In addition to your antibiotic treatment, you may also consider purchasing medicine to help ease moderate or severe symptoms or to reduce a fever associated with strep throat. This can include taking Tylenol (acetaminophen) or a nonsteroidal anti-inflammatory drug (NSAID) such as ibuprofen, which is sold under brand names like Advil and Motrin.
Throat sprays that have topical anesthetics like benzocaine or phenol, as well as lozenges or cough drops, may also help relieve sore throat.
Strep throat symptoms can be bothersome and affect quality of life. As your antibiotics are at work, you may also want to try some things to help with throat pain or discomfort. Approaches to manage a sore throat include:
Most of the time, strep throat is considered a mild disease. In fact, group A streptococcal infections have life-threatening complications in less than 0.015% of children and 0.05% of adults with the condition.
Strep throat symptoms usually peak between three to five days and resolve within 10 days. With antibiotic treatment, some people may see their symptoms go away as early as three days after treatment.
If it goes untreated, strep throat can lead to serious complications.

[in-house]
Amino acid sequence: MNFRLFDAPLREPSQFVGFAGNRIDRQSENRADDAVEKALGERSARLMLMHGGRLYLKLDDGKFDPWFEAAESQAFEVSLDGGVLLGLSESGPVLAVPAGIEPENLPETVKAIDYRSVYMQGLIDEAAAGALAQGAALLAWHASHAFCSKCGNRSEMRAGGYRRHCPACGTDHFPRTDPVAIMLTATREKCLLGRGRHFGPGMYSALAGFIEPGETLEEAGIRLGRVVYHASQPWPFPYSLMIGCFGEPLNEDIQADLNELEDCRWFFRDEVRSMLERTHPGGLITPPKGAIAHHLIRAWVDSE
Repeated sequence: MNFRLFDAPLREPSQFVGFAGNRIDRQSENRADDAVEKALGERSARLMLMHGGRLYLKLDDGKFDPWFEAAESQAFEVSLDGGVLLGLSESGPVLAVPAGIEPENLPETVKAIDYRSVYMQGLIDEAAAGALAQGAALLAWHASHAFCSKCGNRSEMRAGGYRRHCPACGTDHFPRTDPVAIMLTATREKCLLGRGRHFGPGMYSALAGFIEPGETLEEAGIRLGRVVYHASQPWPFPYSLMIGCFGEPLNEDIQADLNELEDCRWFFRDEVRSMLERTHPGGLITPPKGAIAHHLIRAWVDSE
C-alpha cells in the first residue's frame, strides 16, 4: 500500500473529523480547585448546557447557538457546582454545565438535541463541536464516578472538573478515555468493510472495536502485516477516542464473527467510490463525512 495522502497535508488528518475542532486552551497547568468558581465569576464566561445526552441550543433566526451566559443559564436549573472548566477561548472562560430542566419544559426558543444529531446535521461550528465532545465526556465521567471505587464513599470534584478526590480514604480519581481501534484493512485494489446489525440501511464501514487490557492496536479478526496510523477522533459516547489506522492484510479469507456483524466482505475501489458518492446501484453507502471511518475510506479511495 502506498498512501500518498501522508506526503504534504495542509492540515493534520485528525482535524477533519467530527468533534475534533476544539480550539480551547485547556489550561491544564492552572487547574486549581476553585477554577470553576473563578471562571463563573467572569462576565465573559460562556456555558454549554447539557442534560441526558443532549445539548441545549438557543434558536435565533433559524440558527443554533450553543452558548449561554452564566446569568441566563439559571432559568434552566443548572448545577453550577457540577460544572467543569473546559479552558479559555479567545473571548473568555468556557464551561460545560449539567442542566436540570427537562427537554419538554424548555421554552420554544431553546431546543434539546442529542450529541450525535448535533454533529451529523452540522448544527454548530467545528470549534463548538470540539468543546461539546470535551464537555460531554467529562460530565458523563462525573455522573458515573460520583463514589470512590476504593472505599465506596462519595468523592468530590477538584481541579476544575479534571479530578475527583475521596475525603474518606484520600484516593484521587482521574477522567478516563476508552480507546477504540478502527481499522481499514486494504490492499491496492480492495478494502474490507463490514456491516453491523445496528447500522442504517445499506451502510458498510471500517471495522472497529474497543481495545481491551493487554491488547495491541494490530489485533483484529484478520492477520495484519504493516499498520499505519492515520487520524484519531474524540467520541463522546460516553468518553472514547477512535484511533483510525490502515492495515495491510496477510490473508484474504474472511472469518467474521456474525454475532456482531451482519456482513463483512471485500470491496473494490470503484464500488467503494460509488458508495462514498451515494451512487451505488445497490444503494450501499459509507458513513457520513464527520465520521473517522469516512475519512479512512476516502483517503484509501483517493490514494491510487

One such complication is rheumatic fever, an inflammatory reaction in the heart, joints, and brain that can develop one to five weeks after your strep throat infection. If you develop rheumatic fever, you will need antibiotics as well as NSAIDs to manage your inflammation.
Untreated strep throat can also lead to peritonsillar abscess, which is an accumulation of pus in and around the tonsils. To treat this abscess, your healthcare provider will make a small incision in your tonsils to drain the infected area. In some cases, your provider might opt to surgically remove your tonsils (tonsillectomy). Whether you need your tonsils drained or removed entirely, your will also need an antibiotic regimen to help treat the infection.
If you or someone you live with has strep throat, make sure to practice good hygiene so that you prevent its spread. This includes:
Strep throat is a common bacterial infection that causes sore throat and fever, as well as pain when swallowing. Cases of strep throat are treated with antibiotics like penicillin and amoxicillin that you take for 10 days. If you are allergic to these types of antibiotics, you will be prescribed a different type of antibiotic. You may also take over-the-counter pain relievers or fever reducers to help ease symptoms. Certain tricks, like gargling salt water or drinking warm liquids, can also help manage symptoms.
If left untreated, strep throat can cause more severe complications like rheumatic fever and tonsillar abscesses which require additional treatment alongside an antibiotic regimen. If you or a loved one is experiencing strep throat symptoms, reach out to a healthcare provider to get a diagnosis and, if diagnosed with strep throat, the prescription antibiotics needed to treat the infection.
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Read the original article on Health.2023-03-27T21:02:20Z dg43tfdfdgfd